Home > Indian embedded industry, Indian semiconductor industry, ISA, ISV 2020, Poornima Shenoy > Focus on Indo-Japan ties in embedded, design and automotive

Focus on Indo-Japan ties in embedded, design and automotive


Recently, the India Semiconductor Association (ISA), in collaboration with Japan External Trade Organization JETRO, recently took a business delegation to Fukuoka, Japan, on November 11-13, 2009, to promote the Indian embedded, automotive and design companies, and to attend the 9th International Workshop on Microelectronics Assembling and Packaging (MAP 2009).

Indian electronics industry
During the inaugural session, N. Krishnan, director, STPI, and leader of the Indian delegation, made a presentation on “Electronics Industry in India-an Overview”.

According to him, the Indian electronics industry is on a growth path. The domestic production is at $20 billion in 2008-09 and exports at $4 billion, representing a growth of 21 percent over the previous year. All the global top 10 fabless design companies have India operations and 22 of the top 25 semicon companies have design/development centers.

India is now emerging as a preferred destination for manufacturing. A good electronics ecosystem is building up and there is a shift to increased local value addition. He also touched upon the highlights of the Indian semiconductor policy. These include:

* The government will bear 20 percent of the capital expenditure during the first 10 years for units located inside SEZs and 25 percent for those outside it. Window open till March 2010.
* For semiconductor manufacturing (wafer fabs) plants, the policy proposes a minimum investment of $625 million and $220 million for ecosystem units, including ATMP.
* There is a ceiling of three fab units and 10 ecosystem units for incentives under the policy.
* Key benefit is the grant of the SEZ status.
* There has been an overwhelming response to the Government’s policy – 17 proposals have been received envisaging an investment of $35 billion, with 15 proposals received relating to solar PV manufacturing.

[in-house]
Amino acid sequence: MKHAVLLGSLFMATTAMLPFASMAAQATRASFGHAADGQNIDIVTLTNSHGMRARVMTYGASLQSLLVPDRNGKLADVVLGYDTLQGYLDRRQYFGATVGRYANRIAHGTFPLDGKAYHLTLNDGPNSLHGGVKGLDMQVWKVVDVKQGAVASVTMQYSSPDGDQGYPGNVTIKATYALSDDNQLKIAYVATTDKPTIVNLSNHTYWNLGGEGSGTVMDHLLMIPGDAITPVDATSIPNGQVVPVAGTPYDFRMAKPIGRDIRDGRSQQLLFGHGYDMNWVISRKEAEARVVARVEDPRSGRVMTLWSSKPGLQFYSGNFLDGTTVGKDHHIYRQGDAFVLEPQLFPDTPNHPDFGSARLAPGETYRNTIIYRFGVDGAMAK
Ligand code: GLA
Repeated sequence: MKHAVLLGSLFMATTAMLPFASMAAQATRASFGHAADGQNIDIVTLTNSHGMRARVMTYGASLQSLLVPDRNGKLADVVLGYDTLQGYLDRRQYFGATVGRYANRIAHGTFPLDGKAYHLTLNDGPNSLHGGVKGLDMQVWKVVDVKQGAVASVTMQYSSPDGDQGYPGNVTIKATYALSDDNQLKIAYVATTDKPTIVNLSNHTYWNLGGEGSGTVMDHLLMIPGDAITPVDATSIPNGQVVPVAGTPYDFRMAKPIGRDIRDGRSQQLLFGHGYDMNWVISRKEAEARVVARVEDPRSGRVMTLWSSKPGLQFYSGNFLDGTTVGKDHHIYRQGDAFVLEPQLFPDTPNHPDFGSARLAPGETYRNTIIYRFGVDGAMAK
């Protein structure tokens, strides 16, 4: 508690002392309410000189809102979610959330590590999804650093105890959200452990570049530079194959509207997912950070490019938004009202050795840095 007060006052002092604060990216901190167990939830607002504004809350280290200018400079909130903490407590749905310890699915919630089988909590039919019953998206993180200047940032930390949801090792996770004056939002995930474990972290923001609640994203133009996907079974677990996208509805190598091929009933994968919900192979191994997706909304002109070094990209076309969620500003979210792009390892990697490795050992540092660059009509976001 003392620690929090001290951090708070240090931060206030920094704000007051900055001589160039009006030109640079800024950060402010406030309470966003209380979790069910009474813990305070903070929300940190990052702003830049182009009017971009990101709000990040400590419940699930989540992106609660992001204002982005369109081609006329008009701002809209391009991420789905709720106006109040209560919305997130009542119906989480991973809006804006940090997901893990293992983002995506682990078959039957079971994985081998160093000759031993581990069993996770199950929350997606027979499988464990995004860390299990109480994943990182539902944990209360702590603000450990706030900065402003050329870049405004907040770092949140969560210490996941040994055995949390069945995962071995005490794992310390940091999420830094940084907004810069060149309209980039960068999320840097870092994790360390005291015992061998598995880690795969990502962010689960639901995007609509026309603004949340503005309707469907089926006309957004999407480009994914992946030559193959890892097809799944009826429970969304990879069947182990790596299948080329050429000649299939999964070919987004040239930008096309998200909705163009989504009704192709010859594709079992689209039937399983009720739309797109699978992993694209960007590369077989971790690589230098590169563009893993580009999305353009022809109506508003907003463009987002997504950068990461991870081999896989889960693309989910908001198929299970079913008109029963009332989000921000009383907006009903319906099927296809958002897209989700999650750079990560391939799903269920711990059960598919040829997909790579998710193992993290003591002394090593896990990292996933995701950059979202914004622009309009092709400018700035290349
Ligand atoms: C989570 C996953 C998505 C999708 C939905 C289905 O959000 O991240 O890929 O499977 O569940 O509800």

* Government of India has given in-principle approval to 12 proposals.
* There is a great opportunity to leverage the policy incentives for ATMP operations.

Advantages of outsourcing to India
Krishnan highlighted the SEZ incentives, which includes no license required for import, exemption from customs duty on import of capital goods, raw materials, consumables, spares, etc., exemption from central excise duty on procurement of capital goods, raw materials, consumable spares etc. from the domestic market, supplies from DTA to SEZ units treated as deemed exports, reimbursement of central sales tax paid on domestic purchases, etc.

What about the advantages of outsourcing to India? According to him, these include an overall 7-10 cost reduction compared to the current scenario, as well as assembling only when required and building products that are required, so there is no waste.

India is already a proven case for IP, embedded systems and IC design, besides boasting of a skilled employee base and strong R&D capabilities. All of these provide Japanese companies a major opportunity to reduce cost and improve customer satisfaction.

India rising on global stage
The second day of MAP 2009 featured a host of presentations from the ISA-led Indian delegation during the India Session.

Ms Poornima Shenoy, president, ISA, spoke at length about India’s status as a rising player in the world electronics design stage. She touched upon the strength of the country’s semiconductor design industry, which is increasing witnessing a growing role of the independent design companies (IDCs). These IDCs provide flexible business models for design engagement. They are involved primarily in front end design work, providing testing and verification-level services, and continue to mature in terms of experience and capabilities.